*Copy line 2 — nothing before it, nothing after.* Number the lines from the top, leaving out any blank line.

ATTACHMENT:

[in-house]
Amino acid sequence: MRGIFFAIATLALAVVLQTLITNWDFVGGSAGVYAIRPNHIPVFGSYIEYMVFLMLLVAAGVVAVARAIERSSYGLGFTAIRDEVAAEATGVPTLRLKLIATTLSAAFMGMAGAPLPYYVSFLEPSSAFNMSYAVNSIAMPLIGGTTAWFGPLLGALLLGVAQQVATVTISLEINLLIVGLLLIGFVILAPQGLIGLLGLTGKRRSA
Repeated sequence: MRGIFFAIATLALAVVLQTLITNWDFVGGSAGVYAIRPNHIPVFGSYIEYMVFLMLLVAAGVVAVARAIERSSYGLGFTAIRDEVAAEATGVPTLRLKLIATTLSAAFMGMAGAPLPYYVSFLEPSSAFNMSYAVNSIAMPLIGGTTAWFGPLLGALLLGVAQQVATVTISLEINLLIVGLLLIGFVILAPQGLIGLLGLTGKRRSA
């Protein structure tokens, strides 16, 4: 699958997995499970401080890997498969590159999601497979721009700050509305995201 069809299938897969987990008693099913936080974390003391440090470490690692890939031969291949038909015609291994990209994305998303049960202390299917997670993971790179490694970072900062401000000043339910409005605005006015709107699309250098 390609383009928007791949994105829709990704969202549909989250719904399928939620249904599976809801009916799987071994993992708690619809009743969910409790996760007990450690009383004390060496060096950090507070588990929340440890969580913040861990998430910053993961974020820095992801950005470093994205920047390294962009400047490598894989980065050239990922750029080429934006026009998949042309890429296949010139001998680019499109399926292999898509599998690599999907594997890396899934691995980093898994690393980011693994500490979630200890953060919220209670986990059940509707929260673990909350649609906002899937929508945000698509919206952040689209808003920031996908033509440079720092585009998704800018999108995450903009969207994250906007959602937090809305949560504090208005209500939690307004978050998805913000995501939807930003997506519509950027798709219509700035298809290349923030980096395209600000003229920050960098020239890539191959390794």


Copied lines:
Amino acid sequence: MRGIFFAIATLALAVVLQTLITNWDFVGGSAGVYAIRPNHIPVFGSYIEYMVFLMLLVAAGVVAVARAIERSSYGLGFTAIRDEVAAEATGVPTLRLKLIATTLSAAFMGMAGAPLPYYVSFLEPSSAFNMSYAVNSIAMPLIGGTTAWFGPLLGALLLGVAQQVATVTISLEINLLIVGLLLIGFVILAPQGLIGLLGLTGKRRSA